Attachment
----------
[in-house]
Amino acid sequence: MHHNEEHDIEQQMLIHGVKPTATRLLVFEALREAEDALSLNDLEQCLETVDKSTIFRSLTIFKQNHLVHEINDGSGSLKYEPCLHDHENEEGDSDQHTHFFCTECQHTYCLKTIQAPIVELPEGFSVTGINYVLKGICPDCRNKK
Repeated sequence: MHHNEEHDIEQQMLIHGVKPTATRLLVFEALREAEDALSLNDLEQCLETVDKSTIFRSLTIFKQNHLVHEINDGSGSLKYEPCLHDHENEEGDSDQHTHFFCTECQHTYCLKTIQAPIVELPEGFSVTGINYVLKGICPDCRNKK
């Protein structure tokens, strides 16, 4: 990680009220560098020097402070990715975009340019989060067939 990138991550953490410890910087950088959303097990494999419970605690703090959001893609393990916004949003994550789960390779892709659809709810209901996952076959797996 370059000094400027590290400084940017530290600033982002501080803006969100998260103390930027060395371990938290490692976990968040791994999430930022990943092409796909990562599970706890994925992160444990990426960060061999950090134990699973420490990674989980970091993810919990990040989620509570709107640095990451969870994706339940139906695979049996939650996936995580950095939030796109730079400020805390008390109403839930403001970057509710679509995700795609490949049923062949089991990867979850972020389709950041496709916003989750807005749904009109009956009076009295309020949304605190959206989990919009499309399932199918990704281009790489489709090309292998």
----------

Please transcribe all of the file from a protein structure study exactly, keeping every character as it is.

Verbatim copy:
[in-house]
Amino acid sequence: MHHNEEHDIEQQMLIHGVKPTATRLLVFEALREAEDALSLNDLEQCLETVDKSTIFRSLTIFKQNHLVHEINDGSGSLKYEPCLHDHENEEGDSDQHTHFFCTECQHTYCLKTIQAPIVELPEGFSVTGINYVLKGICPDCRNKK
Repeated sequence: MHHNEEHDIEQQMLIHGVKPTATRLLVFEALREAEDALSLNDLEQCLETVDKSTIFRSLTIFKQNHLVHEINDGSGSLKYEPCLHDHENEEGDSDQHTHFFCTECQHTYCLKTIQAPIVELPEGFSVTGINYVLKGICPDCRNKK
């Protein structure tokens, strides 16, 4: 990680009220560098020097402070990715975009340019989060067939 990138991550953490410890910087950088959303097990494999419970605690703090959001893609393990916004949003994550789960390779892709659809709810209901996952076959797996 370059000094400027590290400084940017530290600033982002501080803006969100998260103390930027060395371990938290490692976990968040791994999430930022990943092409796909990562599970706890994925992160444990990426960060061999950090134990699973420490990674989980970091993810919990990040989620509570709107640095990451969870994706339940139906695979049996939650996936995580950095939030796109730079400020805390008390109403839930403001970057509710679509995700795609490949049923062949089991990867979850972020389709950041496709916003989750807005749904009109009956009076009295309020949304605190959206989990919009499309399932199918990704281009790489489709090309292998």